Anthony P. DeMichele and Jeffrey P. Brien recently obtained summary judgment for an attorney and law firm in a legal malpractice action venued in the Court of Common Pleas of Philadelphia County.  The Order dismissing all claims against the Firm’s clients was entered by the Honorable John M. Younge.

The plaintiff was injured when a crane fell on him at work.  He retained the Firm’s clients to represent him in a Workers’ Compensation Action.  After a period of time in which the plaintiff received significant medical treatment which was paid for by his employer’s Workers’ Compensation insurance carrier, the plaintiff was no longer receiving medical treatment.  His employer offered him a light duty position.  The plaintiff refused and his employer filed a petition to suspend his wage benefits. 

While the petition was pending, the Firm’s clients negotiated a settlement for the plaintiff wherein he would receive three additional years worth of wage benefits in addition to the two years that he had already received.  The plaintiff agreed to the settlement and it was approved by the Workers’ Compensation Judge after the plaintiff was colloquyed under oath.

Meanwhile, the plaintiff also settled his third party action for a significant sum.  However, this sum was apparently less than the plaintiff was expecting.  The plaintiff initiated a legal malpractice action against the Firm’s clients as well as the attorneys who represented him in the third party action.  These attorneys entered into a joint-tortfeasor agreement with the plaintiff during the pendancy of the legal malpractice action.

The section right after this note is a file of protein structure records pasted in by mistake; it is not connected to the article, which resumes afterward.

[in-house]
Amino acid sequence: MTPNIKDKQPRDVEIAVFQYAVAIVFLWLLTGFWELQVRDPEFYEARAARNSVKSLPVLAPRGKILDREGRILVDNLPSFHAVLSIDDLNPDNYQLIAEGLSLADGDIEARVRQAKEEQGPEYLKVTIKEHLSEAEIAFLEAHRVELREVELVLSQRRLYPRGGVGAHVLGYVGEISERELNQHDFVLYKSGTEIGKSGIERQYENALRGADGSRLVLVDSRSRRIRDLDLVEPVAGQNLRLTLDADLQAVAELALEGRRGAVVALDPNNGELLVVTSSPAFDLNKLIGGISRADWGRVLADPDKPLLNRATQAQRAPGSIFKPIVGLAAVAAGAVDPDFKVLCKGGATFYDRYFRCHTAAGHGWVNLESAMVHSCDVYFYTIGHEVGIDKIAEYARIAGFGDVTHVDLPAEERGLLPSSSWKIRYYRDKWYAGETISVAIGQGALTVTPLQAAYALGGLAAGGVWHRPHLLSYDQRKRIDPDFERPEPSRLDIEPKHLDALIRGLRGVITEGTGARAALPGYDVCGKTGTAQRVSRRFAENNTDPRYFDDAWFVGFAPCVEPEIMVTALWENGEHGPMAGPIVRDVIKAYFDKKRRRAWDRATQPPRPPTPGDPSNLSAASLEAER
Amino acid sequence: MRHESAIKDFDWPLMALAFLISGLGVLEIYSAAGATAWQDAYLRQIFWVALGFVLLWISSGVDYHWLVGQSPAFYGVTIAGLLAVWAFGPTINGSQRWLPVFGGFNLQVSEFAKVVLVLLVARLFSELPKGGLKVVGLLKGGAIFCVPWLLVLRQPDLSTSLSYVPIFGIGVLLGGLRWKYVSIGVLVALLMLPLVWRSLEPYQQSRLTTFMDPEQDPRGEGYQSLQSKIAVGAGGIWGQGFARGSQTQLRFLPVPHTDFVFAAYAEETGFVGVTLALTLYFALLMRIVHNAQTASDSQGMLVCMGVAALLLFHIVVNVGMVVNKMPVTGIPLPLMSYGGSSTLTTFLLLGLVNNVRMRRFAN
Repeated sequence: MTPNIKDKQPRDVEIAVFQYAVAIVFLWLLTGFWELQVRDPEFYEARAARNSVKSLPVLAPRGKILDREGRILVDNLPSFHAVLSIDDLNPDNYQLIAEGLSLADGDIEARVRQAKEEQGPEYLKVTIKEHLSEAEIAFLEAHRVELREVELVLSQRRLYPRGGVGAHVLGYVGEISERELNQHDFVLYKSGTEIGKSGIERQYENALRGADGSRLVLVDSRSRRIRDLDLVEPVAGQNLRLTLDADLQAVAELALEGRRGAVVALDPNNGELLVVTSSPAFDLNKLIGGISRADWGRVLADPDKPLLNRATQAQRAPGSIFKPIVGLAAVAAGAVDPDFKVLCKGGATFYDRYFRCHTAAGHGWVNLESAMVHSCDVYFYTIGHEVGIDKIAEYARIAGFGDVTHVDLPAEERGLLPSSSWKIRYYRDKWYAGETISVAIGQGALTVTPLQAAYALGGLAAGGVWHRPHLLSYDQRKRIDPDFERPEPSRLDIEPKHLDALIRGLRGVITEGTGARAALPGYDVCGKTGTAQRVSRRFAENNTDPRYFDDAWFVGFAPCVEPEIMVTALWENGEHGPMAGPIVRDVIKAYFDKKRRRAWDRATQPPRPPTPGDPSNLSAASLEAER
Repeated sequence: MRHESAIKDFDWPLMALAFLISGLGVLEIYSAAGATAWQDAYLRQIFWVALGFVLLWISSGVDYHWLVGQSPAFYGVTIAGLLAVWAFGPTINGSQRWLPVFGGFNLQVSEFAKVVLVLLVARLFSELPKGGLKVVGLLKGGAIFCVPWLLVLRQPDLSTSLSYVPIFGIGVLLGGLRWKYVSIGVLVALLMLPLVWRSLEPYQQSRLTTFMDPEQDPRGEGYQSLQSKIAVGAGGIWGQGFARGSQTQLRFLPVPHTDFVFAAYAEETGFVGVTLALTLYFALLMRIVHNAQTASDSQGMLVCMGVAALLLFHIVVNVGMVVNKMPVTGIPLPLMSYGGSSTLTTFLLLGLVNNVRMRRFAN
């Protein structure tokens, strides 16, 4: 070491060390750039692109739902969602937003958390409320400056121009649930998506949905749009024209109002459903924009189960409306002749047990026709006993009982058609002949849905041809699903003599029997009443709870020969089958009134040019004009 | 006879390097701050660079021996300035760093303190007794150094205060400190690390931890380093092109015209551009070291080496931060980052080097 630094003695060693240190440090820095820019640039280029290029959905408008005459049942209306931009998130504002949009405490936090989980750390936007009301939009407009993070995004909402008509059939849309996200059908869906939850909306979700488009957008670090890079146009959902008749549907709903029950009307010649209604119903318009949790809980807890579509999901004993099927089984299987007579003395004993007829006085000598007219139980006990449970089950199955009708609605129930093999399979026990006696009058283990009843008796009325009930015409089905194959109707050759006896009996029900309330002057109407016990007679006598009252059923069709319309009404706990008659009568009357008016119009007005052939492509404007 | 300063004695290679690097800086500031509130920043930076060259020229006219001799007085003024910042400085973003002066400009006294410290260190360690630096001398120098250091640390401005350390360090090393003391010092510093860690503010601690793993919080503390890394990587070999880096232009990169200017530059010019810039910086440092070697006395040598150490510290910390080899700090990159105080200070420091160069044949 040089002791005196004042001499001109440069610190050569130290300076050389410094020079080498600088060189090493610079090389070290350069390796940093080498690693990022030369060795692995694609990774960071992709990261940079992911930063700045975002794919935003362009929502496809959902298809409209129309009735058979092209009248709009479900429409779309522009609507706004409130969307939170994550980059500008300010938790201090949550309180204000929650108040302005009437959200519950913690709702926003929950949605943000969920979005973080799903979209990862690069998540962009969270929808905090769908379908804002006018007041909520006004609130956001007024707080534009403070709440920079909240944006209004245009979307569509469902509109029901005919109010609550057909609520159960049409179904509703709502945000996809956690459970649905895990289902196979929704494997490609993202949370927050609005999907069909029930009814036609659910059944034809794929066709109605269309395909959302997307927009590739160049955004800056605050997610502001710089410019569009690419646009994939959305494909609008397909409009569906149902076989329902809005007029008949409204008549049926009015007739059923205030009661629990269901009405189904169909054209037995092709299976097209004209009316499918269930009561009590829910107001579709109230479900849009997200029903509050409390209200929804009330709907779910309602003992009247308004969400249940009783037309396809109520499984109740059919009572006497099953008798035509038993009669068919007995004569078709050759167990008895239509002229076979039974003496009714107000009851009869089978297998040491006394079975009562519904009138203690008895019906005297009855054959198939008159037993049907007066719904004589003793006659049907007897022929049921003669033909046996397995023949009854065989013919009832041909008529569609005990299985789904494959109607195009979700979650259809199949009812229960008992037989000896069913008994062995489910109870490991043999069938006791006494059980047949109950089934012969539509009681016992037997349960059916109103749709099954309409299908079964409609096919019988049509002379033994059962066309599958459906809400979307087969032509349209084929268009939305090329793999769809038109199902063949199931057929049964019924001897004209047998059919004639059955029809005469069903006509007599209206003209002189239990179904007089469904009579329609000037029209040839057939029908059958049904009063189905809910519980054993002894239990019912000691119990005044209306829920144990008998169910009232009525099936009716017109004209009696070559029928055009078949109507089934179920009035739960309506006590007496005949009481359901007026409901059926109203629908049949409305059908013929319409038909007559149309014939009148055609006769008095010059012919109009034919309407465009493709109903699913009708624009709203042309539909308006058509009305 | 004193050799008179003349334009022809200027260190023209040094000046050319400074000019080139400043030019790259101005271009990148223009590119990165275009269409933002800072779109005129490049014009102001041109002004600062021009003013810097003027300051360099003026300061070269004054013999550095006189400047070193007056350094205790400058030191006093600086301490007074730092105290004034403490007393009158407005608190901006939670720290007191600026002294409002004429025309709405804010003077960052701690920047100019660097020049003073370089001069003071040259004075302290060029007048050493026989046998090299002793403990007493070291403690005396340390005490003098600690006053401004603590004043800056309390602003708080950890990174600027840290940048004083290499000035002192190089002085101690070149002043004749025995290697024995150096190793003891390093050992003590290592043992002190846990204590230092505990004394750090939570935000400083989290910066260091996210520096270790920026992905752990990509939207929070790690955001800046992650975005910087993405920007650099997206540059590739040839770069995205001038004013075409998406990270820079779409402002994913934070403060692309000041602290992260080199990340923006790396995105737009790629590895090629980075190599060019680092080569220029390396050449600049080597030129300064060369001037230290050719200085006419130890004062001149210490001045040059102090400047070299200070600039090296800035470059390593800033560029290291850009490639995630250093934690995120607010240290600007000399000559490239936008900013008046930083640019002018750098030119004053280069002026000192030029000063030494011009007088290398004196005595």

The plaintiff alleged that the Firm’s clients breached their agreement with the plaintiff by advising him to settle the Workers’ Compensation action.  Specifically, the plaintiff alleged that, had he known that his third party action would be settled for an “inadequate” amount, he would not have agreed to settle the Workers’ Compensation action. 

In the motion for summary judgment, Mr. DeMichele and Mr. Brien argued that plaintiff’s cause of action was barred because he was merely a dissatisfied litigant who was now seeking a larger monetary settlement.  As the plaintiff’s cause of action would require an impermissible degree of speculation, it could not go forward.  In addition, they argued that there was no evidence that the Firm’s client had breached their agreement with the plaintiff.


On appeal, the Pennsylvania Superior Court upheld the entry of summary judgment for the Firm’s clients.  In a published opinion, the Honorable Anne E. Lazarus, joined by the Honorable Jack A. Panella and the Honorable David N. Wecht, found that the plaintiff’s claim that he did not voluntarily enter into the workers’ compensation settlement was not supported by the record.  In particular, the court noted that the plaintiff underwent a thorough colloquy prior to the approval of his workers’ compensation settlement.  He stated under oath that he understood the effects of the settlement, that he had enough time to think about his decision to enter the settlement, and that he wanted the settlement to be approved.

Since there was no evidence that the plaintiff’s assent to the settlement was involuntary, the Superior Court held that his legal malpractice action was barred under Muhammad v. Strassburger, McKenna, Messer, Shilobod and Gutnick, 587 A.2d 1346 (Pa. 1991).  Unless the plaintiff had pled and could prove that he was fraudulently induced to settle the workers’ compensation action, or he could prove that defendants failed to explain the effect of that settlement to him, or that the settlement was somehow legally deficient, he did not have a viable cause of action for negligence.

The court held that it was clear that the Firm’s clients were entitled to judgment as a matter of law.